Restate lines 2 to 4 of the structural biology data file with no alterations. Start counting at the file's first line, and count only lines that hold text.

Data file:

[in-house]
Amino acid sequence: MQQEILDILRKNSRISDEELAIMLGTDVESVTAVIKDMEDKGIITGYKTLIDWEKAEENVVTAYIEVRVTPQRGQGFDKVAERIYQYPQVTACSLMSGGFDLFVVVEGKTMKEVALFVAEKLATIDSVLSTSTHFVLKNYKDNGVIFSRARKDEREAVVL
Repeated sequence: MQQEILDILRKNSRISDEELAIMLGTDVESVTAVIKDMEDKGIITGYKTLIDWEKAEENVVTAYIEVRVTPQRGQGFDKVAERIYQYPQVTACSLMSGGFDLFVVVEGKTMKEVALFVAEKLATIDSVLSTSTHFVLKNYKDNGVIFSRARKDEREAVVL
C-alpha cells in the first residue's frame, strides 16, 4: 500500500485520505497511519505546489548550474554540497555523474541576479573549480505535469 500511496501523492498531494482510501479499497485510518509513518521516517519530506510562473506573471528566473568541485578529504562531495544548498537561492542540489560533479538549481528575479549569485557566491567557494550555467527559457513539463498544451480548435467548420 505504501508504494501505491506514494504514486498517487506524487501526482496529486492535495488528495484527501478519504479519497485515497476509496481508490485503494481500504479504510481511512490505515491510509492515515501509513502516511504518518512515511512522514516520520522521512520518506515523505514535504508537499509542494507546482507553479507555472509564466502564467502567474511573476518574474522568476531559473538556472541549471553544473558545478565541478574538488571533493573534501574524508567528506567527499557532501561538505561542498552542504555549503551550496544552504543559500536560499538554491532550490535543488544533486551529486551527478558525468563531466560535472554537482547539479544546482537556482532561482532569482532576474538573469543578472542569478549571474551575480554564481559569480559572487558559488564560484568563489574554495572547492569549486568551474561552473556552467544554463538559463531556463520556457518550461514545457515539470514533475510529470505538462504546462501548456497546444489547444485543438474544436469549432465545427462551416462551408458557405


Amino acid sequence: MQQEILDILRKNSRISDEELAIMLGTDVESVTAVIKDMEDKGIITGYKTLIDWEKAEENVVTAYIEVRVTPQRGQGFDKVAERIYQYPQVTACSLMSGGFDLFVVVEGKTMKEVALFVAEKLATIDSVLSTSTHFVLKNYKDNGVIFSRARKDEREAVVL
Repeated sequence: MQQEILDILRKNSRISDEELAIMLGTDVESVTAVIKDMEDKGIITGYKTLIDWEKAEENVVTAYIEVRVTPQRGQGFDKVAERIYQYPQVTACSLMSGGFDLFVVVEGKTMKEVALFVAEKLATIDSVLSTSTHFVLKNYKDNGVIFSRARKDEREAVVL
C-alpha cells in the first residue's frame, strides 16, 4: 500500500485520505497511519505546489548550474554540497555523474541576479573549480505535469 500511496501523492498531494482510501479499497485510518509513518521516517519530506510562473506573471528566473568541485578529504562531495544548498537561492542540489560533479538549481528575479549569485557566491567557494550555467527559457513539463498544451480548435467548420 505504501508504494501505491506514494504514486498517487506524487501526482496529486492535495488528495484527501478519504479519497485515497476509496481508490485503494481500504479504510481511512490505515491510509492515515501509513502516511504518518512515511512522514516520520522521512520518506515523505514535504508537499509542494507546482507553479507555472509564466502564467502567474511573476518574474522568476531559473538556472541549471553544473558545478565541478574538488571533493573534501574524508567528506567527499557532501561538505561542498552542504555549503551550496544552504543559500536560499538554491532550490535543488544533486551529486551527478558525468563531466560535472554537482547539479544546482537556482532561482532569482532576474538573469543578472542569478549571474551575480554564481559569480559572487558559488564560484568563489574554495572547492569549486568551474561552473556552467544554463538559463531556463520556457518550461514545457515539470514533475510529470505538462504546462501548456497546444489547444485543438474544436469549432465545427462551416462551408458557405